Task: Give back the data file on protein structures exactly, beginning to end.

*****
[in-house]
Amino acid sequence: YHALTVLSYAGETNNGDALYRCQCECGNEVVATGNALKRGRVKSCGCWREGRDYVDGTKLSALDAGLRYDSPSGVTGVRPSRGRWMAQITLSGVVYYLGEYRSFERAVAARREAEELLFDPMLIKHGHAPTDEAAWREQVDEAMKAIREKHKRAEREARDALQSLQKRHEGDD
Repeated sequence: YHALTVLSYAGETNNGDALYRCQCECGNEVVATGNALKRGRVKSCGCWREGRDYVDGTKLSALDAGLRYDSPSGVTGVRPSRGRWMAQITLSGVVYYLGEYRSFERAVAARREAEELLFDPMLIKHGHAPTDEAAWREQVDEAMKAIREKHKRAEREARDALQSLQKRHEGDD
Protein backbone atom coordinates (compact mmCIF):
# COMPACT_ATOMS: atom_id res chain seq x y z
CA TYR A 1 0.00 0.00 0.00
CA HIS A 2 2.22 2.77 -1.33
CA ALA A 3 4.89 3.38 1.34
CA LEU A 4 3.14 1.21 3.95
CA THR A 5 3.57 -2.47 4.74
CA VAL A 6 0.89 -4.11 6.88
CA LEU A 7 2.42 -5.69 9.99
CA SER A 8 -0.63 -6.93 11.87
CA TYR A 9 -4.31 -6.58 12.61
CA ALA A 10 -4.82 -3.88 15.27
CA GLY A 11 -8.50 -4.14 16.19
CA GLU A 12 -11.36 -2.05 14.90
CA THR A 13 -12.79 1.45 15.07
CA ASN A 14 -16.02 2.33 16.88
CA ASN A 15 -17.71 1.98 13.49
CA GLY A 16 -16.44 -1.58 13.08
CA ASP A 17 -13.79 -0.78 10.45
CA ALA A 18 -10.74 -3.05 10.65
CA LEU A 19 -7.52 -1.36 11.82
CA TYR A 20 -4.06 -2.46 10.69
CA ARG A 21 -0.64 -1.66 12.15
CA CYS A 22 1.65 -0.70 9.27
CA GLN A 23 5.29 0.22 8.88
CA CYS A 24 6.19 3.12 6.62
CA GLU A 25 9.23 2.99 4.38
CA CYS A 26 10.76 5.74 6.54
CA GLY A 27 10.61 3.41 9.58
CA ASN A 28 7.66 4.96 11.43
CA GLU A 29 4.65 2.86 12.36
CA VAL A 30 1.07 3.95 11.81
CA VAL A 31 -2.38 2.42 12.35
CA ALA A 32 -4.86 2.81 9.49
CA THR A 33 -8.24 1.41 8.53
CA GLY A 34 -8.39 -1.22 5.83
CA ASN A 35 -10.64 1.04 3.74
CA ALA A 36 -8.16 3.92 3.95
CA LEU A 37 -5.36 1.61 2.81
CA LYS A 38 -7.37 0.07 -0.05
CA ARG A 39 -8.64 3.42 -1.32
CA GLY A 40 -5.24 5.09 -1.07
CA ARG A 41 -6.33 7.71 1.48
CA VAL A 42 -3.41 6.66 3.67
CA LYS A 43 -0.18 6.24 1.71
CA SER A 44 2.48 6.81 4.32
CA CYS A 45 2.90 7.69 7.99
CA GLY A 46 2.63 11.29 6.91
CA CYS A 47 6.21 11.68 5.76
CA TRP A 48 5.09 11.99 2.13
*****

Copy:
[in-house]
Amino acid sequence: YHALTVLSYAGETNNGDALYRCQCECGNEVVATGNALKRGRVKSCGCWREGRDYVDGTKLSALDAGLRYDSPSGVTGVRPSRGRWMAQITLSGVVYYLGEYRSFERAVAARREAEELLFDPMLIKHGHAPTDEAAWREQVDEAMKAIREKHKRAEREARDALQSLQKRHEGDD
Repeated sequence: YHALTVLSYAGETNNGDALYRCQCECGNEVVATGNALKRGRVKSCGCWREGRDYVDGTKLSALDAGLRYDSPSGVTGVRPSRGRWMAQITLSGVVYYLGEYRSFERAVAARREAEELLFDPMLIKHGHAPTDEAAWREQVDEAMKAIREKHKRAEREARDALQSLQKRHEGDD
Protein backbone atom coordinates (compact mmCIF):
# COMPACT_ATOMS: atom_id res chain seq x y z
CA TYR A 1 0.00 0.00 0.00
CA HIS A 2 2.22 2.77 -1.33
CA ALA A 3 4.89 3.38 1.34
CA LEU A 4 3.14 1.21 3.95
CA THR A 5 3.57 -2.47 4.74
CA VAL A 6 0.89 -4.11 6.88
CA LEU A 7 2.42 -5.69 9.99
CA SER A 8 -0.63 -6.93 11.87
CA TYR A 9 -4.31 -6.58 12.61
CA ALA A 10 -4.82 -3.88 15.27
CA GLY A 11 -8.50 -4.14 16.19
CA GLU A 12 -11.36 -2.05 14.90
CA THR A 13 -12.79 1.45 15.07
CA ASN A 14 -16.02 2.33 16.88
CA ASN A 15 -17.71 1.98 13.49
CA GLY A 16 -16.44 -1.58 13.08
CA ASP A 17 -13.79 -0.78 10.45
CA ALA A 18 -10.74 -3.05 10.65
CA LEU A 19 -7.52 -1.36 11.82
CA TYR A 20 -4.06 -2.46 10.69
CA ARG A 21 -0.64 -1.66 12.15
CA CYS A 22 1.65 -0.70 9.27
CA GLN A 23 5.29 0.22 8.88
CA CYS A 24 6.19 3.12 6.62
CA GLU A 25 9.23 2.99 4.38
CA CYS A 26 10.76 5.74 6.54
CA GLY A 27 10.61 3.41 9.58
CA ASN A 28 7.66 4.96 11.43
CA GLU A 29 4.65 2.86 12.36
CA VAL A 30 1.07 3.95 11.81
CA VAL A 31 -2.38 2.42 12.35
CA ALA A 32 -4.86 2.81 9.49
CA THR A 33 -8.24 1.41 8.53
CA GLY A 34 -8.39 -1.22 5.83
CA ASN A 35 -10.64 1.04 3.74
CA ALA A 36 -8.16 3.92 3.95
CA LEU A 37 -5.36 1.61 2.81
CA LYS A 38 -7.37 0.07 -0.05
CA ARG A 39 -8.64 3.42 -1.32
CA GLY A 40 -5.24 5.09 -1.07
CA ARG A 41 -6.33 7.71 1.48
CA VAL A 42 -3.41 6.66 3.67
CA LYS A 43 -0.18 6.24 1.71
CA SER A 44 2.48 6.81 4.32
CA CYS A 45 2.90 7.69 7.99
CA GLY A 46 2.63 11.29 6.91
CA CYS A 47 6.21 11.68 5.76
CA TRP A 48 5.09 11.99 2.13